Those who are still smarting over the ejection of Pluto from the ranks of planets should take heart by the fact that the most interesting objects in our solar system (excepting Earth, of course) are not planets but their moons. The most fascinating moon of them all is freezing-cold Titan, Saturn’s largest moon. With a diameter of 3,200 miles and a temperature of -297°F,  it is the only body in our solar system apart from Earth known to possess stable bodies of liquid on its surface. While Earth’s weather cycle is based on water, Titan’s involves hydrocarbons. Liquid ethane and methane fall as snow and rain, forming large lakes and seas. Recent measurements of Titan by the Cassini space craft indicate icebergs of methane floating in these cold seas. One of the most intriguing possibilities is that they might host a truly alien form of life, with an entirely different chemistry than ours, on the boundary between liquid and solid. Such a boundary may have been important for the origin of terrestrial life.

Hydrocarbon ice should float in the moon’s seas, as long as the temperature is just below methane’s freezing point and the ice is at least 5% air, which is the average composition for young sea ice here on Earth. Those conditions will change with the seasons on Titan. The Cassini spacecraft’s extended stay in the Saturn system provides a fascinating opportunity to watch the effects of seasonal change of Titan. The $3.2 billion Cassini mission, a joint effort of NASA, the European Space Agency and the Italian Space Agency, was launched in 1997 and arrived at Saturn 2004. It will continue to observe the ringed planet and its more than sixty moons through at least 2017.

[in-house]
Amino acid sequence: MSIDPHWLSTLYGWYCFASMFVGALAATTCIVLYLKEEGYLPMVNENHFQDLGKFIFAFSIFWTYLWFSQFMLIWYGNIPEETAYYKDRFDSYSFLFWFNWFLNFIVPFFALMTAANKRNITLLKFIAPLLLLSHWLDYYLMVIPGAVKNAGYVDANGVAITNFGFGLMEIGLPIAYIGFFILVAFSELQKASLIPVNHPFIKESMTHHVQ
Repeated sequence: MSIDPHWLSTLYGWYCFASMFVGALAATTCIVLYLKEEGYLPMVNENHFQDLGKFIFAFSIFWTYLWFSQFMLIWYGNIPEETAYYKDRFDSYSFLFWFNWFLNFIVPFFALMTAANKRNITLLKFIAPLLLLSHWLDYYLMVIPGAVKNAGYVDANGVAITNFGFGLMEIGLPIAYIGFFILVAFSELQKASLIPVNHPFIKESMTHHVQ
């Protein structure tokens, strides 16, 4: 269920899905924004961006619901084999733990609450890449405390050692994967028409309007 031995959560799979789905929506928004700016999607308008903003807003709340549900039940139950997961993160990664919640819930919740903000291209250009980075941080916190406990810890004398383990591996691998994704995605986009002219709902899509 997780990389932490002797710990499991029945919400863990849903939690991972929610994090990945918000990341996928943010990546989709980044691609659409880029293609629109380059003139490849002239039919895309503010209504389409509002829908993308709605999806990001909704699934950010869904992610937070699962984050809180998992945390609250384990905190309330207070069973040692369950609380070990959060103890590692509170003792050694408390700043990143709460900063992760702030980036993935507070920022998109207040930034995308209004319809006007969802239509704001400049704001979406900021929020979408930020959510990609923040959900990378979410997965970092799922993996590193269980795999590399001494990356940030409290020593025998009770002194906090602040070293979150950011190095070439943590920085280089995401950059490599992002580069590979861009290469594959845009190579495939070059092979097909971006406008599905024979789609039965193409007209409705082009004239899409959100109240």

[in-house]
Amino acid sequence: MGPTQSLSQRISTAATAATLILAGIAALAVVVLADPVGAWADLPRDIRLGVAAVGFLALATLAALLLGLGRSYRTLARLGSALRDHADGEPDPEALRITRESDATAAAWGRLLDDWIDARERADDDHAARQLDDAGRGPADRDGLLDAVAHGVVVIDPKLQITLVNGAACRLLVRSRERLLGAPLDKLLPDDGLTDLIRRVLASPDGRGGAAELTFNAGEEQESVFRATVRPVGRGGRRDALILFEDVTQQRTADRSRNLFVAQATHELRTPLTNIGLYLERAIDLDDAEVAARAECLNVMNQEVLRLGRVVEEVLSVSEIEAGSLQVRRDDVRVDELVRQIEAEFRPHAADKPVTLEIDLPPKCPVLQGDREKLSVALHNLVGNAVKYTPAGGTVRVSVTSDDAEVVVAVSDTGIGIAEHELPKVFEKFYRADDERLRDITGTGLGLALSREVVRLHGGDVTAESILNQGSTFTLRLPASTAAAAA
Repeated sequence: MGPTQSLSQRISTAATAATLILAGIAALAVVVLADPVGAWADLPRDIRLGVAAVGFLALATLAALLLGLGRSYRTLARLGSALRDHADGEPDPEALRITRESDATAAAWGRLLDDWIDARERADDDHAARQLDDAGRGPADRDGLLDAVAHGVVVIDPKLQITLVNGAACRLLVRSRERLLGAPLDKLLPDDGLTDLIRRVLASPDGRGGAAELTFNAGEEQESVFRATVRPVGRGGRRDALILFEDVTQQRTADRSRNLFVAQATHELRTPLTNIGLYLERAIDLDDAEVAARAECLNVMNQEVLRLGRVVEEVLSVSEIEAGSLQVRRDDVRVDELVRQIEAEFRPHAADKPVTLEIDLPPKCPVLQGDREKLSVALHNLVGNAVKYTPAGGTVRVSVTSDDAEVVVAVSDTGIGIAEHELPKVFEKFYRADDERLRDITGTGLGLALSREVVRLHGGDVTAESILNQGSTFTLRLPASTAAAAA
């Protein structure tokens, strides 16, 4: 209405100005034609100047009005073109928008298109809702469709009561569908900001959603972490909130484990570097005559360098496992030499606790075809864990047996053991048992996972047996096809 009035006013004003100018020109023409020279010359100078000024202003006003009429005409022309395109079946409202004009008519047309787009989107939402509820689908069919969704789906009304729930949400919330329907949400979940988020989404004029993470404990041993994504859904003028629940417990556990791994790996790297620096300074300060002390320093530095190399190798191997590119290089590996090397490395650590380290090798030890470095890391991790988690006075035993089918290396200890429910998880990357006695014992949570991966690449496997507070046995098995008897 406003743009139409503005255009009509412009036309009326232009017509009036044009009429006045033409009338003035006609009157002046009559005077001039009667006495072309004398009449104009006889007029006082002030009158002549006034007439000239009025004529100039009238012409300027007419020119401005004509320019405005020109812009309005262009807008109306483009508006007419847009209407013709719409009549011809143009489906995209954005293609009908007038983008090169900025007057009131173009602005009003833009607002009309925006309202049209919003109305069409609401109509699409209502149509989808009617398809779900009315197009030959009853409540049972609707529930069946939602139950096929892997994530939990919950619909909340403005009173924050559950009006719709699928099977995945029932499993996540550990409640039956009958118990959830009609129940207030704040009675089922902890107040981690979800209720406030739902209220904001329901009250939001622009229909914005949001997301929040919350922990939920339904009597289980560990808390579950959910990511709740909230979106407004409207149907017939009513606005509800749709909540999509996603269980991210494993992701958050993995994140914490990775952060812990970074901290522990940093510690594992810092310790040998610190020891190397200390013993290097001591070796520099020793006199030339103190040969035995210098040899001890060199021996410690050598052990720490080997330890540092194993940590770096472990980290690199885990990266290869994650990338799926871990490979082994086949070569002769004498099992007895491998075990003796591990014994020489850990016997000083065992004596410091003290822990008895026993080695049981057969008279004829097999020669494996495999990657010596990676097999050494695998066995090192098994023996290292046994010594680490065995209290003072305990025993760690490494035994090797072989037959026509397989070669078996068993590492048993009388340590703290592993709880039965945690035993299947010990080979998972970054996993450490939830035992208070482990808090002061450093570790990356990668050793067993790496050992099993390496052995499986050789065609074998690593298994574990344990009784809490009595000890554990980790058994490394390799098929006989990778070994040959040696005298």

Black Beauty landed in Morocco

A dark lump of rock found in the Moroccan desert in 2011 has turned out to be the oldest meteorite that has arrived from Mars. Weighing 320g, the stone was purchased from a Moroccan meteorite collector and has been nicknamed “Black Beauty”. There are over 110 Martian meteorites currently in collections worldwide. They were all blasted off the surface of the red planet, probably by asteroid impacts, and then spent millions of years travelling through space before falling to Earth. Their discovery has been mostly by chance. A few were seen in the act of falling. Their dark forms have caught the eye of meteorite hunters who scour desert sands for these rare rocks that can often sell for tens of thousands of dollars. Many have been found in Antarctic glaciers, where they have been concentrated by the flow of ice.  Needless to say, this method of collecting rocks from Mars is enormously cheaper than sending a manned mission to that planet.

All the other Martian meteorites were crystallized 200-400 million years ago, while Black Beauty dates to 2.1 billion years. Its chemical composition is remarkably similar to that measured by the Mars rover Spirit in Gusev Crater. The rock also has 10 times more water than other Martian meteorites, adding to the evidence that water was once abundant on the surface of Mars. Today’s cold, dry planet with a thin atmosphere appears to have been a lot warmer and wetter. The original water on Mars may have come from volcanic eruptions or falling comets. After its volcanoes ceased erupting and the rain of comets stopped, water escaped into space because of its low gravity. Personally, I hope there was sufficient time for primitive life to have gained a foothold.